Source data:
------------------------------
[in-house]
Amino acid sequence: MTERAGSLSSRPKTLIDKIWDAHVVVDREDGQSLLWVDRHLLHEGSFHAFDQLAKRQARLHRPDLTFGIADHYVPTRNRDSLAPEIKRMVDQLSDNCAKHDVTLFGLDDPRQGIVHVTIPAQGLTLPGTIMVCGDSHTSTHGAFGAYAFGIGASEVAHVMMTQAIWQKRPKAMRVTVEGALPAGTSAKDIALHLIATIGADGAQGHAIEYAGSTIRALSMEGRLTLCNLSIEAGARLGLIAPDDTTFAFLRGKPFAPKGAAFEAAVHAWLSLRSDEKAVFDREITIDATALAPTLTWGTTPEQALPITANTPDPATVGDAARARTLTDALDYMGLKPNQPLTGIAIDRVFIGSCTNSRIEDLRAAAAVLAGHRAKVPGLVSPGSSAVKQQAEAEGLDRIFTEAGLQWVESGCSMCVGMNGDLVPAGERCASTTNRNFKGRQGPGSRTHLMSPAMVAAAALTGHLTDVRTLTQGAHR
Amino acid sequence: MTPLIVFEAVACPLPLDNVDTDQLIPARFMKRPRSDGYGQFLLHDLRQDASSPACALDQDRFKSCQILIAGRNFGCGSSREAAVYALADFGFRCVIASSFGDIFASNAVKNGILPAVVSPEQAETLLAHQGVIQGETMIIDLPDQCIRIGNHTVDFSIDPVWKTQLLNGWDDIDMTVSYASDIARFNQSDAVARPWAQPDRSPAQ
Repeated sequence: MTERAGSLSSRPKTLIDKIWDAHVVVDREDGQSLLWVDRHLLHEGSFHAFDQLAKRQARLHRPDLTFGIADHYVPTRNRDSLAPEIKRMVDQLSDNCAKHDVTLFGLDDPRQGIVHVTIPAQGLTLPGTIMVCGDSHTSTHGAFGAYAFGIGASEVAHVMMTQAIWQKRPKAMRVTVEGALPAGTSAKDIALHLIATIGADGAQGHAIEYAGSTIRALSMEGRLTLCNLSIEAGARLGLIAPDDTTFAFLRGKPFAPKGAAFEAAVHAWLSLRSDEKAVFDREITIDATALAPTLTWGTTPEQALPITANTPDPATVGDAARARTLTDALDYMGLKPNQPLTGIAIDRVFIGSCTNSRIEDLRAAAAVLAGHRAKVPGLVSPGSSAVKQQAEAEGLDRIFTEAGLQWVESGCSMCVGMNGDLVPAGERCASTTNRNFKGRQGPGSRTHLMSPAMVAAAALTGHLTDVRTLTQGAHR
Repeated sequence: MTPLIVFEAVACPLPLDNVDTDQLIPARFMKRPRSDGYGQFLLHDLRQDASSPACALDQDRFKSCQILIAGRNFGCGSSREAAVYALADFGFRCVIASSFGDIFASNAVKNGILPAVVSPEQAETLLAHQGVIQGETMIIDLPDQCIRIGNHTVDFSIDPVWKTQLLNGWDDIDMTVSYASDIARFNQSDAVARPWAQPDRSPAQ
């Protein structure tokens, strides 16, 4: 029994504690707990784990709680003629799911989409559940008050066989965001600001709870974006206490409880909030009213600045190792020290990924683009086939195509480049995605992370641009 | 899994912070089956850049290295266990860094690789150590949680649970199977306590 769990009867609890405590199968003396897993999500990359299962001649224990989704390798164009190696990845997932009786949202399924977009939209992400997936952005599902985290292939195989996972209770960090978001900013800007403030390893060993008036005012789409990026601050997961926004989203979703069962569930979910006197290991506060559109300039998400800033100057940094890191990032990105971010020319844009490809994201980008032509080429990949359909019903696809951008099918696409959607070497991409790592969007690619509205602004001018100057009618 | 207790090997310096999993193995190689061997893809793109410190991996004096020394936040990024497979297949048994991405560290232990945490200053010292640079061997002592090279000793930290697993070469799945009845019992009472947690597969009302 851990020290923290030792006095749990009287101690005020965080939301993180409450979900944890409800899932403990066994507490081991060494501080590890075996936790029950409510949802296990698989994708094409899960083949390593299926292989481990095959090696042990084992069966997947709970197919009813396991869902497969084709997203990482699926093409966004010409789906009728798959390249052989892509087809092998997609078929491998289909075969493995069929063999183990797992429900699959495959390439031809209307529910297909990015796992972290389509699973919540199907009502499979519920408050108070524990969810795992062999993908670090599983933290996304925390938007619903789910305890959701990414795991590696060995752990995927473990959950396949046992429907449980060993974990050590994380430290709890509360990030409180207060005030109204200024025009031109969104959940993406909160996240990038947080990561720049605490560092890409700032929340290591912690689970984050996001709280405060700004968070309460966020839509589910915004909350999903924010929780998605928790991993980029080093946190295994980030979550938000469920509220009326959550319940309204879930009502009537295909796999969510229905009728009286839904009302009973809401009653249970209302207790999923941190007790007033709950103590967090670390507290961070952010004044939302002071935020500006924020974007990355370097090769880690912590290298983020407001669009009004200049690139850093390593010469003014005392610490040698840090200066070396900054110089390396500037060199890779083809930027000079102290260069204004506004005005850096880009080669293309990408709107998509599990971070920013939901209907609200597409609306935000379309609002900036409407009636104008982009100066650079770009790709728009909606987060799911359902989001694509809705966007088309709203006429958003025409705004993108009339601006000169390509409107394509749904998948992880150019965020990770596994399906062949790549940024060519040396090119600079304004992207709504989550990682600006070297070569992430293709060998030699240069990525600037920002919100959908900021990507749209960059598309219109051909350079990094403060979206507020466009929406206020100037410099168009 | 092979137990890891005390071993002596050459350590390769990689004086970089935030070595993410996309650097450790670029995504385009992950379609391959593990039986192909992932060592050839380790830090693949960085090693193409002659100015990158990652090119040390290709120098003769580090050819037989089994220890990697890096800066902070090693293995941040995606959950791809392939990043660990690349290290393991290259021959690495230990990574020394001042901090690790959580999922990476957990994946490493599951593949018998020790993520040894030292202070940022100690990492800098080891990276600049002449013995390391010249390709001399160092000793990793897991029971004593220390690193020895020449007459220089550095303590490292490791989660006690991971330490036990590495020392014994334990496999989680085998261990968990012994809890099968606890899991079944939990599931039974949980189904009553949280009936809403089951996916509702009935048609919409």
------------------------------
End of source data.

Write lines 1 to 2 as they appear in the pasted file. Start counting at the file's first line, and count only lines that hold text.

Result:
[in-house]
Amino acid sequence: MTERAGSLSSRPKTLIDKIWDAHVVVDREDGQSLLWVDRHLLHEGSFHAFDQLAKRQARLHRPDLTFGIADHYVPTRNRDSLAPEIKRMVDQLSDNCAKHDVTLFGLDDPRQGIVHVTIPAQGLTLPGTIMVCGDSHTSTHGAFGAYAFGIGASEVAHVMMTQAIWQKRPKAMRVTVEGALPAGTSAKDIALHLIATIGADGAQGHAIEYAGSTIRALSMEGRLTLCNLSIEAGARLGLIAPDDTTFAFLRGKPFAPKGAAFEAAVHAWLSLRSDEKAVFDREITIDATALAPTLTWGTTPEQALPITANTPDPATVGDAARARTLTDALDYMGLKPNQPLTGIAIDRVFIGSCTNSRIEDLRAAAAVLAGHRAKVPGLVSPGSSAVKQQAEAEGLDRIFTEAGLQWVESGCSMCVGMNGDLVPAGERCASTTNRNFKGRQGPGSRTHLMSPAMVAAAALTGHLTDVRTLTQGAHR